Advertisement

Generics in Context: The Robustness and the Explanatory Implicatures

  • Martina RosolaEmail author
Conference paper
Part of the Lecture Notes in Computer Science book series (LNCS, volume 11939)

Abstract

Generics are sentences that express generalizations about a category or about its members. They display a characteristic context-sensitivity: the same generic can express a statistical regularity, a principled connection, or a norm. Sally Haslanger (2014) argues that this phenomenon depends on the implicit content that generics carry in different contexts.

I elaborate on Haslanger’s proposal, arguing that the implicit content of generics is complex and constituted by two different propositions. A first proposition, that I here call the robustness proposition, characterizes as robust the link between the category the generic is about and the predicated property. This proposition is relatively invariant and is, as I claimed elsewhere, a generalized conversational implicature. In this paper, I will argue that a second implicature, the ‘explanatory implicature’, arises which crucially depends on what explanation is called for in a certain context. Given its context-dependence, I conclude that this proposition is a particularized conversational implicature. While generics convey by default that the category and the property are strictly related, the specification of this relation hinges on the characteristics of the context in which the generic occurs.

References

  1. 1.
    Atlas, J.D., Levinson, S.C.: It-clefts, informativeness, and logical form: radical pragmatics (revised standard version). In: Cole, P. (ed.) Radical Pragmatics, pp. 1–62. Academic Press (1981)Google Scholar
  2. 2.
    Burton-Roberts, N.: Generic sentences and analyticity. Stud. Lang. 1, 155–196 (1977)CrossRefGoogle Scholar
  3. 3.
    Carlson, G.N., Pelletier, F.J. (eds.): The Generic Book. The University of Chicago Press, Chicago (1995)Google Scholar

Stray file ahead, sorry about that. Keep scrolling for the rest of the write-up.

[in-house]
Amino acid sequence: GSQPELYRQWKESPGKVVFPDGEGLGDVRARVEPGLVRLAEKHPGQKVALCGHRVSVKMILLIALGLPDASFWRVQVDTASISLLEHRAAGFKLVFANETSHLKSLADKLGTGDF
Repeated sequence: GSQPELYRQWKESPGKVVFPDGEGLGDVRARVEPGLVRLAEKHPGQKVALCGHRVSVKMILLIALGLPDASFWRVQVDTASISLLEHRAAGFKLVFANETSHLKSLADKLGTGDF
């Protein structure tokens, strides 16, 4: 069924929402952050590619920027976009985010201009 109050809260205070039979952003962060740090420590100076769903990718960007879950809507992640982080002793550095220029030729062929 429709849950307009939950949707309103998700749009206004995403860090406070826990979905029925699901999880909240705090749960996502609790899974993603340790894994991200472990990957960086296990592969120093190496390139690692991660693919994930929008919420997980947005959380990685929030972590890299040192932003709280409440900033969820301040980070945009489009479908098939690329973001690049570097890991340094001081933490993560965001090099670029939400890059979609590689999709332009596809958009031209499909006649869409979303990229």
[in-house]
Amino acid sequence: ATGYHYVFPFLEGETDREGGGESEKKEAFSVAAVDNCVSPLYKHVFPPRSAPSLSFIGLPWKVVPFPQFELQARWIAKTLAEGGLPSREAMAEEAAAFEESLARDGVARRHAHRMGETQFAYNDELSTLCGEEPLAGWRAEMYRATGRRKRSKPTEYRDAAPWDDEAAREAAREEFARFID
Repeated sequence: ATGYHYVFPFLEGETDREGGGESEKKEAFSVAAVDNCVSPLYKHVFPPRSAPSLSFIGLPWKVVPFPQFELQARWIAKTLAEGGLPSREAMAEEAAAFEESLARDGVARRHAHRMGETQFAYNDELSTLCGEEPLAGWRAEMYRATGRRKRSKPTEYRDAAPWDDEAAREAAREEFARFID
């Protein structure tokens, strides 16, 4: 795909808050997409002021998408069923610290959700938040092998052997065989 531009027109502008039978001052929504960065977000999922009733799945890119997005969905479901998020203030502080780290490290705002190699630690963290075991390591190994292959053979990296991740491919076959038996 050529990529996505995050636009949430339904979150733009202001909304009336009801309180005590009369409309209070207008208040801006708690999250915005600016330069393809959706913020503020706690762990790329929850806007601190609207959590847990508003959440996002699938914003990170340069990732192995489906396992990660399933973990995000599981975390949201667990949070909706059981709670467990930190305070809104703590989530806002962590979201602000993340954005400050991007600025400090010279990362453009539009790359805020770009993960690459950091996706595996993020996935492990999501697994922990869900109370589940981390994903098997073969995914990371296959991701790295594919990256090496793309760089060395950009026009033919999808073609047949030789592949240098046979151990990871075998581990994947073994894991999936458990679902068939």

4. 4.
    Dahl, Ö.: On generics. In: Keenan, E.L. (ed.) Formal Semantics of Natural Language, pp. 99–111 (1975)Google Scholar
  5. 5.
    Felka, K.: On the presuppositions of number sentences. Synthese 192(5), 1393–1412 (2015)MathSciNetCrossRefGoogle Scholar
  6. 6.
    von Fintel, K.: Would you believe it? The King of France is back! Presuppositions and truth-value intuitions. In: Reimer, M., Bezuidenhout, A. (eds.) Descriptions and Beyond, pp. 315–341. Oxford University Press (2004)Google Scholar
  7. 7.
    Grice, P.: Logic and conversation (1975). Reprinted in Grice, P.: Studies in the Way of Words, pp. 22–40. Harvard University Press (1989)Google Scholar
  8. 8.
    Haslanger, S.: The normal, the natural and the good: generics and ideology. Polit. Soc. 3, 365–392 (2014)Google Scholar
  9. 9.
    Lawler, J.: Studies in English Generics, vol. 1, no. 1. University of Michigan Papers in Linguistics (1973)Google Scholar
  10. 10.
    Levinson, S.C.: Presumptive Meanings. The Theory of Generalized Conversational Implicature. The MIT Press, Cambridge (2000)CrossRefGoogle Scholar
  11. 11.
    Shanon, B.: On the two kinds of presuppositions in natural language. Found. Lang. 14, 247–249 (1976)Google Scholar

Copyright information

© Springer Nature Switzerland AG 2019

Authors and Affiliations

  1. 1.FiNO Consortium - Università degli studi di GenovaGenovaItaly

Personalised recommendations